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Access and use of the strain collections and CBG resources

Discussion and development of new collaborative projects that exploit these resources are strongly encouraged. Non-disclosure agreements, fair IP and materials use agreements, and other issues can be quickly and efficiently addressed through the Research Services Development Office at Brunel, following initial assessments of the suitability and tractability of new projects.

The strain collections are developed for project-directed target behaviours related to the interests of ourselves and our collaborators. However, these are biological and computational resources with wide application potential, and we want to support and encourage their use wherever they are useful and can contribute to the development of other project, especially in areas that contribute to the development of the sustainable bioeconomy, green and white technology, circular economy models, and bioremediation.

The strain collections are held locally, and collaborators (industrial or academic) can come to Brunel to perform the functional comparative work necessary to assess and rank-order behaviours of interest. This can be supported by new funding applications, or can be performed by visiting scientists. The analysis is performed locally at Brunel, using bespoke analysis tools that are not accessible externally. One reason for this is that the bioPart definition files are continuously being developed and improved, and it is important to use the latest versions. If specific equipment that we do not have is required for strain screening, then solutions to this need to be addressed on a case-by-case basis.

‘Private strain collections’ (that are not available to other collaborators) can be established on a per-project basis, but sequencing and informatics to prepare strains that are not going to be made more widely available for exploitation of bioParts and to contribute to other projects behavioural component characterization have to be fully funded by the project.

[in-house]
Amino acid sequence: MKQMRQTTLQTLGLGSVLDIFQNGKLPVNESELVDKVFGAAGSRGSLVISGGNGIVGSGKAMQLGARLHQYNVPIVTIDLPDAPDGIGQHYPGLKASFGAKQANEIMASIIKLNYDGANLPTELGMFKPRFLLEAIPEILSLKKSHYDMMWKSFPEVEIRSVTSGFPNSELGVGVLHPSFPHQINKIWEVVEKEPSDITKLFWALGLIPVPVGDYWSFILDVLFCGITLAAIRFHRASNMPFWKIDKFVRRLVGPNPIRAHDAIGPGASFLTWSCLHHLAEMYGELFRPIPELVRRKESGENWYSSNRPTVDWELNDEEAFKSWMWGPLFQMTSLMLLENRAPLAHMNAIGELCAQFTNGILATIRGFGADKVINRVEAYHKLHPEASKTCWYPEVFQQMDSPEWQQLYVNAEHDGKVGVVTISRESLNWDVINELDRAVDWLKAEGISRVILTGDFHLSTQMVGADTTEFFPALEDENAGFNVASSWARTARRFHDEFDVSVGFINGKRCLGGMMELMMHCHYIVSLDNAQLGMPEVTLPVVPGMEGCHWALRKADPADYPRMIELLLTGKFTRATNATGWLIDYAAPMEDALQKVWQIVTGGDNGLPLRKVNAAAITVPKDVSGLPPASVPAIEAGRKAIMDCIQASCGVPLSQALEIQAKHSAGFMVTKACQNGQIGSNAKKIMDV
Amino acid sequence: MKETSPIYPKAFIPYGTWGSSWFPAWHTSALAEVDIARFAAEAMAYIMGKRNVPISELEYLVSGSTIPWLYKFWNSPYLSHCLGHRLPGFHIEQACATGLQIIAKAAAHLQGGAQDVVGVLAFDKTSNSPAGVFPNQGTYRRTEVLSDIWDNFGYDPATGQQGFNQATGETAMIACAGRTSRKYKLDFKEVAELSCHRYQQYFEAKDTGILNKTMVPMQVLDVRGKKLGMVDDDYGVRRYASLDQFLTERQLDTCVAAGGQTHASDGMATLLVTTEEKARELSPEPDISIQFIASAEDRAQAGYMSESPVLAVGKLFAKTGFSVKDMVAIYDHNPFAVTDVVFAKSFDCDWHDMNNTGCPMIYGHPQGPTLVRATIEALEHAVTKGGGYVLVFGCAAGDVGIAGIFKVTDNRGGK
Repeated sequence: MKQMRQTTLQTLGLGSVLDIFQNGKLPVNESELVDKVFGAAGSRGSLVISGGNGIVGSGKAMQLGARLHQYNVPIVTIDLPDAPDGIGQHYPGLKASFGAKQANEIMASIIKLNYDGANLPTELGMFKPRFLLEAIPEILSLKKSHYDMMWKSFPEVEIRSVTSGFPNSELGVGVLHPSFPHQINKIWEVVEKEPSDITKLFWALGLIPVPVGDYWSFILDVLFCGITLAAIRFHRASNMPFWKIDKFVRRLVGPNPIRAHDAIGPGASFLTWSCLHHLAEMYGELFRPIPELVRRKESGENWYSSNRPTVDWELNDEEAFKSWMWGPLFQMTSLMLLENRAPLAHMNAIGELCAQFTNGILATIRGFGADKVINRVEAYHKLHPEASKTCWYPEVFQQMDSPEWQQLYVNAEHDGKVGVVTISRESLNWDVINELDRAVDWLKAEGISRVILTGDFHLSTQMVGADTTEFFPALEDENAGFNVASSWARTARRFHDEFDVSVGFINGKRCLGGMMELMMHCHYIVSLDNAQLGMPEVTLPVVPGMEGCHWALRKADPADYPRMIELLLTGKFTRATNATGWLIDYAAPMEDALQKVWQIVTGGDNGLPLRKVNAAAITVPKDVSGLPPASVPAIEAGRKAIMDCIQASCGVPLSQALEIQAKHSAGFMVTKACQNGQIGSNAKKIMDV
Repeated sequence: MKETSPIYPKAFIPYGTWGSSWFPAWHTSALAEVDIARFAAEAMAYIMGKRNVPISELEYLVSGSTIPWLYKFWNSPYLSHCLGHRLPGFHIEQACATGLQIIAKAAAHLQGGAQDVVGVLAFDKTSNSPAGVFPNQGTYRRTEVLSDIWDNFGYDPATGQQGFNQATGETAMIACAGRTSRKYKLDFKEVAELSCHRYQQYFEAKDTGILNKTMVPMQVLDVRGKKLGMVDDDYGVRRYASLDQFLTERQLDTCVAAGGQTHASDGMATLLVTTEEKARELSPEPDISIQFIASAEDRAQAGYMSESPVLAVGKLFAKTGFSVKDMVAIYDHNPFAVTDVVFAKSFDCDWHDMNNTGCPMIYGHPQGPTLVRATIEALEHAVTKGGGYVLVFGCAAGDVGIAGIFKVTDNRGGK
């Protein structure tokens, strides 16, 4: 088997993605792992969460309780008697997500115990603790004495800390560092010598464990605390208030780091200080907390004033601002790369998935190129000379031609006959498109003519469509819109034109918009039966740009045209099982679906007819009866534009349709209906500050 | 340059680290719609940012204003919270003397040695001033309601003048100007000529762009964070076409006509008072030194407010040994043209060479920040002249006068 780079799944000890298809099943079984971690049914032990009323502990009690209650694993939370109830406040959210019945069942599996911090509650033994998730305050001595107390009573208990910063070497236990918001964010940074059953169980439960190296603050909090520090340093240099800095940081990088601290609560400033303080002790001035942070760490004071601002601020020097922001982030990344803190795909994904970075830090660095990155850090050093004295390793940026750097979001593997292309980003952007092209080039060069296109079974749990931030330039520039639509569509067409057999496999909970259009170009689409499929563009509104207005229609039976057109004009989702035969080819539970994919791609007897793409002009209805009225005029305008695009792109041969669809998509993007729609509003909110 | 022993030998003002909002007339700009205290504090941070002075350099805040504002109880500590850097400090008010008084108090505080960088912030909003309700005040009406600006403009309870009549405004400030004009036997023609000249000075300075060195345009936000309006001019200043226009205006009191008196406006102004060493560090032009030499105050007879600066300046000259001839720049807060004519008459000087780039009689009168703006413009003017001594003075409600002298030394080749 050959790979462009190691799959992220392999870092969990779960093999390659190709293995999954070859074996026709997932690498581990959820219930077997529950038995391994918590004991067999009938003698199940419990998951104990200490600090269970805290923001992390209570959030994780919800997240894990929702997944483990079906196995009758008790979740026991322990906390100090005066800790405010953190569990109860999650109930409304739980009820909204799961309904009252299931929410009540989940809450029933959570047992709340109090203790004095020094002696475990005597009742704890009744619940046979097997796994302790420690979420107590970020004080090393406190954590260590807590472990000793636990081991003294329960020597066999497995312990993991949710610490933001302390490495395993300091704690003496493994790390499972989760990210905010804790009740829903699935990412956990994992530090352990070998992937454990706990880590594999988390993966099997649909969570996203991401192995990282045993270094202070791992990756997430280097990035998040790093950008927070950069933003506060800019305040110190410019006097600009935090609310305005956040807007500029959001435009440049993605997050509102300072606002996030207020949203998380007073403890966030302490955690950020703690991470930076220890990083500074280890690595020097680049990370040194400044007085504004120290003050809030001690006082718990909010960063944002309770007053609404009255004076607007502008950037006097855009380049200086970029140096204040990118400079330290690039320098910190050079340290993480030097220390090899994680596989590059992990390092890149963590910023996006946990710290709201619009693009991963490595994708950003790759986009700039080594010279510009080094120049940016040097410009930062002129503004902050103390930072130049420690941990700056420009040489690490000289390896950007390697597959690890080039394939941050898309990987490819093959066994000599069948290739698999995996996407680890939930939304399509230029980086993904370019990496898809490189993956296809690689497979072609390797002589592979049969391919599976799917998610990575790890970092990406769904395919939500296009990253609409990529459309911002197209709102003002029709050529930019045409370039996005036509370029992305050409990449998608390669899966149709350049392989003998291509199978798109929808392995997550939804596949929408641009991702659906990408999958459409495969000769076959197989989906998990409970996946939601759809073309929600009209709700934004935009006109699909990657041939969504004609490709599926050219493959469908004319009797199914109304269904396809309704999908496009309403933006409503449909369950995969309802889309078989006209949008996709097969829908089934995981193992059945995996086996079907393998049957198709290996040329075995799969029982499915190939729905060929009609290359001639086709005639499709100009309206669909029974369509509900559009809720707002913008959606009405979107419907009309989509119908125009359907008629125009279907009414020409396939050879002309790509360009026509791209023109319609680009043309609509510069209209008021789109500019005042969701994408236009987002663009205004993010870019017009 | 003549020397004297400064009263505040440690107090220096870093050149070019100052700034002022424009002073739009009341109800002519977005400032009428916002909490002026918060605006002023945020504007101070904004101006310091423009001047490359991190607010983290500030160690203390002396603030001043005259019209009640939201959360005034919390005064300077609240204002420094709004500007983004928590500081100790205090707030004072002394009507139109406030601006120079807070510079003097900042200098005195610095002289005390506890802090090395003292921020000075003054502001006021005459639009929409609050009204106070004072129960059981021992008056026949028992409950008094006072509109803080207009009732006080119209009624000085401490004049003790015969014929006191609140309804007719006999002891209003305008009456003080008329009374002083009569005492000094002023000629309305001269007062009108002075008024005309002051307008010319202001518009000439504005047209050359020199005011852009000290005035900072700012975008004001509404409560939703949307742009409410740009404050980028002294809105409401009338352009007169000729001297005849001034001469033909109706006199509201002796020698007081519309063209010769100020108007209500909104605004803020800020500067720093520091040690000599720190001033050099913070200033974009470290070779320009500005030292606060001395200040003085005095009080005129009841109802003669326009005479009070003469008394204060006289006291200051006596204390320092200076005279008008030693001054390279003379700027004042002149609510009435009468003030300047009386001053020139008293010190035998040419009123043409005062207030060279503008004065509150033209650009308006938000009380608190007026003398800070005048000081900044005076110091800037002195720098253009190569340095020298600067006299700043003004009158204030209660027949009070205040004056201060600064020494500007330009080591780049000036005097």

Mixed collection strategies are also possible. The CBH methodology requires behavioural ‘bins’ of 6 or more strains for each class of behaviour being compared. And, the optimal experimental design includes three or four functional classes (for example: good, high-average, low-average, poor). If a collaborator has strains with a particularly high desirable characteristic, then the basis of this behaviour can be interrogated by a combined analysis of these strains with the existing ‘open access’ strain collections. Using this approach the costs of a project to assess a behaviour can be minimized by using a strategy that uses specifically funded project-related strains and the open collection.

Similarly, use of the SREP strategy is also encouraged. It should be remembered that to pursue this strategy a (near) complete closed high quality genome sequence of the parent strain is a necessary pre-requisite or first project step. We are happy to support SREP projects performed locally or remotely by providing support with data analysis.

Please direct all enquiries about collaboration in these or other areas to: nigel.saunders@brunel.ac.uk